Comfort Women Testimonies Cause A Stir Once Again

A 2015 deal between South Korea and Japan is at the center of a heated controversy and the cooling of relations between these two key U.S. allies. The agreement that officially and “irreversibly” resolved the conflict over the thousands of women and girls forced to work in brothels as “comfort women” during the Second World War has now been rejected by the government of South Korean President Moon Jae-in.

After reviewing a report from an investigative panel, Moon released a statement saying in part, “The agreement cannot solve the comfort women issue.” Terming it a political agreement he added that “it excludes victims and the public.” Park Soo-hyun, a spokesman for the South Korean presidency, would not call the agreement “null and void,” adding that the government would present its “final position.”

The investigative panel reassessed the agreement after listening to comfort women testimonies and reviewing the long-term effects they have suffered. The comfort women stories convinced them that the agreement does not adequately address the needs of the victims.

Under the terms of the deal, Japan officially apologized to the South Korean comfort women and provided 1 Billion yen, or approximately $9 million, for their care. The panel concluded that the prior South Korean administration rushed the agreement and that sufficient time was not given to hearing the victims’ concerns or to addressing their needs.

The Korean comfort women issue was at the heart of the removal of Moon’s conservative predecessor Park Geun-hye who was blamed for not fully including input from the victims in the settlement terms. Moon’s election campaign to replace Park included a promise to renegotiate the South Korean comfort women settlement.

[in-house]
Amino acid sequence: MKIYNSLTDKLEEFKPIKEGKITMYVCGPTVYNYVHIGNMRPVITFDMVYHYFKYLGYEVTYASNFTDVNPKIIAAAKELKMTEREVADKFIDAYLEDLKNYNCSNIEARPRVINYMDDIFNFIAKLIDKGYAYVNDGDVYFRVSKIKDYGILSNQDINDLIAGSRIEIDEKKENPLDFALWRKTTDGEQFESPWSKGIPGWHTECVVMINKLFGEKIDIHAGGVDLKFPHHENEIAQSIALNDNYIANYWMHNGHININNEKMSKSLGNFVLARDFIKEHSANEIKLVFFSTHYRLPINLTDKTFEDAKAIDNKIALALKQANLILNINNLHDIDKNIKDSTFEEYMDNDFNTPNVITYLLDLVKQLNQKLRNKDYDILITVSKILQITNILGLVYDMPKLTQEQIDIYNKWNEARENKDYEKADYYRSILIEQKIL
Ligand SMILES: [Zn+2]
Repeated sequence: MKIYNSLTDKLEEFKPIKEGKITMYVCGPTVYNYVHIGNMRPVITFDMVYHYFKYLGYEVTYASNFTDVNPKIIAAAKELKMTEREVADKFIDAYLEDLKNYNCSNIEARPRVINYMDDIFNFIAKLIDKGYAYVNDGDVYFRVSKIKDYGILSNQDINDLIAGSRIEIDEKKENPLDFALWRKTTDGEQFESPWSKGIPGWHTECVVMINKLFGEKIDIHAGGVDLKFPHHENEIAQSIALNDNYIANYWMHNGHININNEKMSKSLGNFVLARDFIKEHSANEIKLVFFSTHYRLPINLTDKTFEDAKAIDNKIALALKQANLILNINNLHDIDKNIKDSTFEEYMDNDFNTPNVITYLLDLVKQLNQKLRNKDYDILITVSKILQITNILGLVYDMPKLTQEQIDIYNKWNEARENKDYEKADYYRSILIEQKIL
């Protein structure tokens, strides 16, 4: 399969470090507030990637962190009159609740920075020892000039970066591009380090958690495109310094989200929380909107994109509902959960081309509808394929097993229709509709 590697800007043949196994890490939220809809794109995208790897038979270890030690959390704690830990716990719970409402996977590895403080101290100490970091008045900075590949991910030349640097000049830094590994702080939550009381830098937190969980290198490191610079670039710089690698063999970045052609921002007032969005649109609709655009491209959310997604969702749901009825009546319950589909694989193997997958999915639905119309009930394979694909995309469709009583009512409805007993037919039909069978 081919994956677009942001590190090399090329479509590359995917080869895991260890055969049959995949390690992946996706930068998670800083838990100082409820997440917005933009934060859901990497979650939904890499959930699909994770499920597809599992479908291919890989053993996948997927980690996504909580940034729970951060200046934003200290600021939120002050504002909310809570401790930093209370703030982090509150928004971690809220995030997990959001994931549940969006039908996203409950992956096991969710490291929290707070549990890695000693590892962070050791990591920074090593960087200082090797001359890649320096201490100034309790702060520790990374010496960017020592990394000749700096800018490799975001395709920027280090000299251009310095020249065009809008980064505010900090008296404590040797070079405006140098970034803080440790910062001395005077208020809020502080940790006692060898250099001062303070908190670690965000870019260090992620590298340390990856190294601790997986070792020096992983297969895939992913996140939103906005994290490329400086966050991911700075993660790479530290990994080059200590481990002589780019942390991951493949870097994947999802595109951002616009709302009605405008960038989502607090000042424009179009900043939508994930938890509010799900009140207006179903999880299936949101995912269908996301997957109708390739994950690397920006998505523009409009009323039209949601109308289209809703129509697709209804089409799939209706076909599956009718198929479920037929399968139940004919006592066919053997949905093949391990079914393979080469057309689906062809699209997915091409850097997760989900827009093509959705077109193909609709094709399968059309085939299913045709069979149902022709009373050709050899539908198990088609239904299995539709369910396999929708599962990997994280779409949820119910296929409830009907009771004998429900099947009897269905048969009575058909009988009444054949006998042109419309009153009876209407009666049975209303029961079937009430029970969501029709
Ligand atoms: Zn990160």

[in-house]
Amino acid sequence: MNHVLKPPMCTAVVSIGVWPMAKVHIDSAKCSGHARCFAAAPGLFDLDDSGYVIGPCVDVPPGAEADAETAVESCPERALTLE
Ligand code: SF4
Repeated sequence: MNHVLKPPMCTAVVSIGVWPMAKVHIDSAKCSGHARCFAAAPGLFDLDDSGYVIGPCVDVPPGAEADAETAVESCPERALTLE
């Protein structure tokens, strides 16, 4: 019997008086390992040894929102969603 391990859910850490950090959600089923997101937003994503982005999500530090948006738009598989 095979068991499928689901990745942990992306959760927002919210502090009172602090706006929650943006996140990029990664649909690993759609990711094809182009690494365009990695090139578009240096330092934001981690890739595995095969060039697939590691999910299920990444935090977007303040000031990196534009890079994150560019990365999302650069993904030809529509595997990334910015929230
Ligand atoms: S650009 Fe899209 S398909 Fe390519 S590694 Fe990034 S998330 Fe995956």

The Japanese foreign ministry communicated through diplomatic channels that its position on the agreement is firm. According to Japanese Foreign Minister Taro Kono, efforts to modify the agreement would make it “unacceptable,” and that relations between the two countries could become “unmanageable.”

Prime Minister Shinzo Abe confirmed his country’s stance saying in an interview with Japan’s Nikkei business daily that the agreement “will not be changed by even one millimeter.”

Roh Kyu-deok, a South Korean Foreign Ministry spokesman commented that “regardless of the Japanese government’s stance, we take the investigation results seriously and humbly.” According to Roh, in response to the investigative panel’s analysis, South Korea will develop recommendations to help the victims “regain honor and heal the wounds in their hearts.”

The history of the two countries makes resolution of their differences difficult at times. Japanese colonial rule from 1910 to the end of World War II left a legacy of distrust among South Koreans. Regional security needs along with trade and economic necessity have brought the two countries closer, but the issue of Korean comfort women forced to work in brothels remains politically charged and highly sensitive in South Korea. In Japan, negotiations on the issue are made difficult by a small but vocal group of ultraconservatives who deny that it ever happened or who claim that the women worked voluntarily.

Both countries are important U.S. allies and partners in regional security efforts to end North Korea’s nuclear weapons and missile programs. The U.S. State Department emphasized the need for a “strong relationship” between South Korea and Japan with Spokesman Michael Cavey adding, “We have long encouraged all parties to work together and approach this sensitive issue in a way that will promote healing, reconciliation and mutual trust.”

Despite their differences on the settlement, President Moon and Prime Minister Abe have both promised to work toward improved future relations and cooperation between their countries, leaving open the possibility of renegotiation and a successful resolution of the issue.

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